Lords to scrutinise 'rushed and defective' banking Bill
Reform meant to prevent another crisis may make Bank too powerful, say critics
Members of the House of Lords will today debate major amendments to the Government's far-reaching banking reforms after peers made an unprecedented request to fix what it called a "rushed and defective" piece of legislation.
It is understood that a group of cross-party peers asked the Treasury Select Committee for technical assistance to translate some of its proposals of changes to the Financial Services Bill into amendments in a bid to curb the power of the Bank of England. That's after the TSC first took the highly unusual move of publishing a special report into the legislation last month.
The Committee raised concerns that the Bill – which abolishes the Financial Services Authority and splits its powers between a new Financial Conduct Authority and the Bank of England – was being rushed through Parliament without adequate scrutiny. That's despite the TSC's chairman Andrew Tyrie describing it as "the most important overhaul of financial regulation ever undertaken in this country".
Most of the suggested amendments are aimed at stymying the reach of the Bank of England, which the Bill would make the most powerful unelected institution in Britain. It is believed a significant number of the changes had already been tabled at various stages of Commons scrutiny, but received little consideration due to the relatively short time provided for debate.
Mr Tyrie told The Independent: "It was an unusual step for the Committee to produce a report specifically designed to assist consideration in the Lords. But this crucial Bill warrants it. Despite being very complex, it has been rushed through, lacking clear lines of accountability to the respective roles of Parliament, the Government and the Bank.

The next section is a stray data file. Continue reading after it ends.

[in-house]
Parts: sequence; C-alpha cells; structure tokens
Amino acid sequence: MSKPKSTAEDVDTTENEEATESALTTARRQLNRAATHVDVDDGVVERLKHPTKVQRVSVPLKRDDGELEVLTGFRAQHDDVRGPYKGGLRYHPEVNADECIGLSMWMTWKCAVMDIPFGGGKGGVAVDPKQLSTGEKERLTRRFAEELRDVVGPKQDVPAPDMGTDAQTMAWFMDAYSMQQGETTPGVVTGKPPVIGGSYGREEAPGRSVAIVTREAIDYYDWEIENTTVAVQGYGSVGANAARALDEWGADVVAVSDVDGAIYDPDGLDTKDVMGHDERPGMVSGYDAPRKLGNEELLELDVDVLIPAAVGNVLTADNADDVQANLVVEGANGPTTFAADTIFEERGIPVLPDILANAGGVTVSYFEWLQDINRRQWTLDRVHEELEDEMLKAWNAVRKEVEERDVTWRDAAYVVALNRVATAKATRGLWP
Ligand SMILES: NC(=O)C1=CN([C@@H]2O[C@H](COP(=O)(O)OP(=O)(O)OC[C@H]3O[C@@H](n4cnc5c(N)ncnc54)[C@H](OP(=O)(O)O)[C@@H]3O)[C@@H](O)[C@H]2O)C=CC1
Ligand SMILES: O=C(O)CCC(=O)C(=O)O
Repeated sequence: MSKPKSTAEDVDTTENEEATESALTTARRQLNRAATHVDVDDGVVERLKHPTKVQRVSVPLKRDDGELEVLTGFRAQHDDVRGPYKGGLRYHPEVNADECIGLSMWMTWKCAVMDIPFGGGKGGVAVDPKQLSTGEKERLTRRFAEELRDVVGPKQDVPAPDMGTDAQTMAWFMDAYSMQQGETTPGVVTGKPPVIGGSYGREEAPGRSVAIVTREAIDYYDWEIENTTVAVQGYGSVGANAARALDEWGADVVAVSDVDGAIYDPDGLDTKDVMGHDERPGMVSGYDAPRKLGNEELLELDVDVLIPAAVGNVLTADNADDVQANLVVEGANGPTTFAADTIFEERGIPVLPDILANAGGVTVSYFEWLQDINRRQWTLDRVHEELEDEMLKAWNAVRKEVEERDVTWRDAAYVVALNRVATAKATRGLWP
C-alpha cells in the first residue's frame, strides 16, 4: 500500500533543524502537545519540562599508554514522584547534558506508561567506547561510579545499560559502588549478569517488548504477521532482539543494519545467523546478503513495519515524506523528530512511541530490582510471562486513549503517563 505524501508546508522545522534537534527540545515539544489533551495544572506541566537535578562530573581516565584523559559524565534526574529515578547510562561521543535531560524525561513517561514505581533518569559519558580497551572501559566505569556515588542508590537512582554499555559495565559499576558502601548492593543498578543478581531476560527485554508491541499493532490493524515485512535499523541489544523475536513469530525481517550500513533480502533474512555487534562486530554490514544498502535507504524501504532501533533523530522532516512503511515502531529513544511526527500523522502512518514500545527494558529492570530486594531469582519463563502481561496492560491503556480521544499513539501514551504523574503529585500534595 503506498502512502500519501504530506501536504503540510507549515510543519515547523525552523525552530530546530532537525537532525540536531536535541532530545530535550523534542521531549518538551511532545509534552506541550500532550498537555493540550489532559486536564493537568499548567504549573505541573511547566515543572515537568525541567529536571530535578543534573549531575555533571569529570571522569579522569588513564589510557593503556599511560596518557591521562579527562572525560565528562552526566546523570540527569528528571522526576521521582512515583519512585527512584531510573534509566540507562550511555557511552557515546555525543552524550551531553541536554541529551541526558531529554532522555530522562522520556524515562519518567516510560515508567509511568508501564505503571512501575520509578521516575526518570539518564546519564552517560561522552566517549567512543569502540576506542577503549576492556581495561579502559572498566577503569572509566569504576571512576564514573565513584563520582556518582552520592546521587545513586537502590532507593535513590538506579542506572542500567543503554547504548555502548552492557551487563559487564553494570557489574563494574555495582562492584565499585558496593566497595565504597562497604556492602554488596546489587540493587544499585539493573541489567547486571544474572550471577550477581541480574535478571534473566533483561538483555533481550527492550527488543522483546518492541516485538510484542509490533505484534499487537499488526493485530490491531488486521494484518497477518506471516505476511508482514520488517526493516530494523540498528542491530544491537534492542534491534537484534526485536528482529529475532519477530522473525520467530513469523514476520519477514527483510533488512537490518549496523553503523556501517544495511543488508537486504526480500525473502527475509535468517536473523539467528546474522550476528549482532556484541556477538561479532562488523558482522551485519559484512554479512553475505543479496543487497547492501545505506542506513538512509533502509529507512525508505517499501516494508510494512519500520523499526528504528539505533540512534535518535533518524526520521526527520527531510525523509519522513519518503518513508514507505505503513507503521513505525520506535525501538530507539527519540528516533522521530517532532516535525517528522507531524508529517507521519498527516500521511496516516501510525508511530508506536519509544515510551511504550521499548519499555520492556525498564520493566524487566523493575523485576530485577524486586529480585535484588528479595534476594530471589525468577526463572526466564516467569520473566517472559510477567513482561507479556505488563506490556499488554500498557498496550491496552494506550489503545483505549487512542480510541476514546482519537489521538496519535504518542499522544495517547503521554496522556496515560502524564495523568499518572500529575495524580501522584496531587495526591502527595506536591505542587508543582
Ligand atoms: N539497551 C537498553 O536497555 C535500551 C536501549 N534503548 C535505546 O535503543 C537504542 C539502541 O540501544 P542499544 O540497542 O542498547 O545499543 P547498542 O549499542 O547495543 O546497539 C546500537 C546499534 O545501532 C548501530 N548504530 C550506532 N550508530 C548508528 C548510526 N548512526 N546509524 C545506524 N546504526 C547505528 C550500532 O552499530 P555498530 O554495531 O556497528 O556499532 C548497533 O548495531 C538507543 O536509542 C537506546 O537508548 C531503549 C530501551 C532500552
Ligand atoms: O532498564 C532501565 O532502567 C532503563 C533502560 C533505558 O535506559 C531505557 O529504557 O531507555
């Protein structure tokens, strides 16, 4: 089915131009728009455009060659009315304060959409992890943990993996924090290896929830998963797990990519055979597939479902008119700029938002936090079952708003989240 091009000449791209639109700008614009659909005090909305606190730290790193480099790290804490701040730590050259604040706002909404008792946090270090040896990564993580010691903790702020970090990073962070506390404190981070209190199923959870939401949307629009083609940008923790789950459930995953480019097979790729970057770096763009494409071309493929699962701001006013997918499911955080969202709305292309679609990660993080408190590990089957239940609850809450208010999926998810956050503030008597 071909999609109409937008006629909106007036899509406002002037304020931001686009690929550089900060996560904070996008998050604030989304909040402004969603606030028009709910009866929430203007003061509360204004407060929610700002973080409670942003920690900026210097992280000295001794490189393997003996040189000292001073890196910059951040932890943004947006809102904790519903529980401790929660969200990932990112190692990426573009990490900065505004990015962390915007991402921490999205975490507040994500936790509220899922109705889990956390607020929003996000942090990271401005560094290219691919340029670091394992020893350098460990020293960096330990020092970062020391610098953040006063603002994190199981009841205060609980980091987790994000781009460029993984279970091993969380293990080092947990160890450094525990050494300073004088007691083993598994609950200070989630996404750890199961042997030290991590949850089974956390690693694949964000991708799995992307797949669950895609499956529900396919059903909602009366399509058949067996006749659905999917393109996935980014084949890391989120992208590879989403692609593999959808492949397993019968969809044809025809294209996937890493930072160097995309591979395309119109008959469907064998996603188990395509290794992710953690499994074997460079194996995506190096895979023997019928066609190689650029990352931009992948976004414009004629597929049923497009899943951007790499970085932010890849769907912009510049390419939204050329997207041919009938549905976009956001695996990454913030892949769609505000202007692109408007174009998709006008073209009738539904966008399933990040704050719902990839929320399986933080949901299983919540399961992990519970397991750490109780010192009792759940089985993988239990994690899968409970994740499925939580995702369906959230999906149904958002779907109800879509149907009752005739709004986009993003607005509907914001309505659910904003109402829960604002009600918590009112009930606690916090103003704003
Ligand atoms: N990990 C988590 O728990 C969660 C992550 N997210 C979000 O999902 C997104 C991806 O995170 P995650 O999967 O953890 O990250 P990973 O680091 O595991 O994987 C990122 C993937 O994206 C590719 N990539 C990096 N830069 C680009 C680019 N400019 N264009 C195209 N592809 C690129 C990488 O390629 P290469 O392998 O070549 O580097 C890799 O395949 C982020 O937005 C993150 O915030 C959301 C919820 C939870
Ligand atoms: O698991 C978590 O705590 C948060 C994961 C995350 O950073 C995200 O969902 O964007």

"It was clear from the debate in the Lords at the Bill's second reading that many of those peers with most experience of the subject had similar concerns. Many people would not start from this point, but nonetheless there is still plenty of scope for improvement of what is at the moment a defective Bill."
The Committee hopes that the Lords will make changes to the Financial Services Bill before it comes into force next year. The amendments – tabled by peers including the Treasury minister Lord Sassoon, Baroness Wheatcroft, a former editor of the Wall Street Journal Europe, and the economist Lord Peston, propose that the Bank's governance not be left to Threadneedle Street.
They recommend that the Bank of England's court of directors undertake retrospective reviews of the Bank's performance, and that, when taxpayer money is at risk, the Chancellor should be given the power to take over control for regulation.
Another amendment, from the Labour peer Lord McFall, proposes that the Treasury Committee should have a role in the appointment and dismissal of the Bank's Governor. Currently, the post is appointed by the Treasury for up to two five-year terms.
"No explanation has been given for the rush to produce the Bill and place it on the Statute Book by the end of the year," Mr Tyrie said. "Better to take a little more time, and get it right."
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